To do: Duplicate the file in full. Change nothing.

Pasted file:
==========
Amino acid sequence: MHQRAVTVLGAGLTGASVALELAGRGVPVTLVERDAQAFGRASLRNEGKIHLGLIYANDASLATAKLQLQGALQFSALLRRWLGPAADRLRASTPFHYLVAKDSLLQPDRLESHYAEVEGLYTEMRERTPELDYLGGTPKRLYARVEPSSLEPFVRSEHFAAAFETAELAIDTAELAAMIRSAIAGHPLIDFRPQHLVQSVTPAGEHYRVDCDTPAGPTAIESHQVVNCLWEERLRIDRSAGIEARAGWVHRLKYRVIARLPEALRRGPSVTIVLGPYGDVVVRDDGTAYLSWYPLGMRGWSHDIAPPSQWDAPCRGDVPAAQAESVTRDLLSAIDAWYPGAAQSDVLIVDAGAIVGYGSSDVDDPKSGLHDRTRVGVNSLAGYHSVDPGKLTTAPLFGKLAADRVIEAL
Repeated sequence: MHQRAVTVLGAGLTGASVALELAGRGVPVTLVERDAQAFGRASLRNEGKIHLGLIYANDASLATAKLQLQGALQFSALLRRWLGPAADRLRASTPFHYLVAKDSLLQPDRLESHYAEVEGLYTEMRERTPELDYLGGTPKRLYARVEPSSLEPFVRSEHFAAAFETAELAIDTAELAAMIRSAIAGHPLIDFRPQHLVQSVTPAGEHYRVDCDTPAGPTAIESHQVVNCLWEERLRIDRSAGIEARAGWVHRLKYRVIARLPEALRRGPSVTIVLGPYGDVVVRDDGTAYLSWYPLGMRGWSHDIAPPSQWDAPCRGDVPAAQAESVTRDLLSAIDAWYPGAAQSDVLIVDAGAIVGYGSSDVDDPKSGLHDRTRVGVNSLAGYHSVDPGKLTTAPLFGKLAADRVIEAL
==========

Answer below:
Amino acid sequence: MHQRAVTVLGAGLTGASVALELAGRGVPVTLVERDAQAFGRASLRNEGKIHLGLIYANDASLATAKLQLQGALQFSALLRRWLGPAADRLRASTPFHYLVAKDSLLQPDRLESHYAEVEGLYTEMRERTPELDYLGGTPKRLYARVEPSSLEPFVRSEHFAAAFETAELAIDTAELAAMIRSAIAGHPLIDFRPQHLVQSVTPAGEHYRVDCDTPAGPTAIESHQVVNCLWEERLRIDRSAGIEARAGWVHRLKYRVIARLPEALRRGPSVTIVLGPYGDVVVRDDGTAYLSWYPLGMRGWSHDIAPPSQWDAPCRGDVPAAQAESVTRDLLSAIDAWYPGAAQSDVLIVDAGAIVGYGSSDVDDPKSGLHDRTRVGVNSLAGYHSVDPGKLTTAPLFGKLAADRVIEAL
Repeated sequence: MHQRAVTVLGAGLTGASVALELAGRGVPVTLVERDAQAFGRASLRNEGKIHLGLIYANDASLATAKLQLQGALQFSALLRRWLGPAADRLRASTPFHYLVAKDSLLQPDRLESHYAEVEGLYTEMRERTPELDYLGGTPKRLYARVEPSSLEPFVRSEHFAAAFETAELAIDTAELAAMIRSAIAGHPLIDFRPQHLVQSVTPAGEHYRVDCDTPAGPTAIESHQVVNCLWEERLRIDRSAGIEARAGWVHRLKYRVIARLPEALRRGPSVTIVLGPYGDVVVRDDGTAYLSWYPLGMRGWSHDIAPPSQWDAPCRGDVPAAQAESVTRDLLSAIDAWYPGAAQSDVLIVDAGAIVGYGSSDVDDPKSGLHDRTRVGVNSLAGYHSVDPGKLTTAPLFGKLAADRVIEAL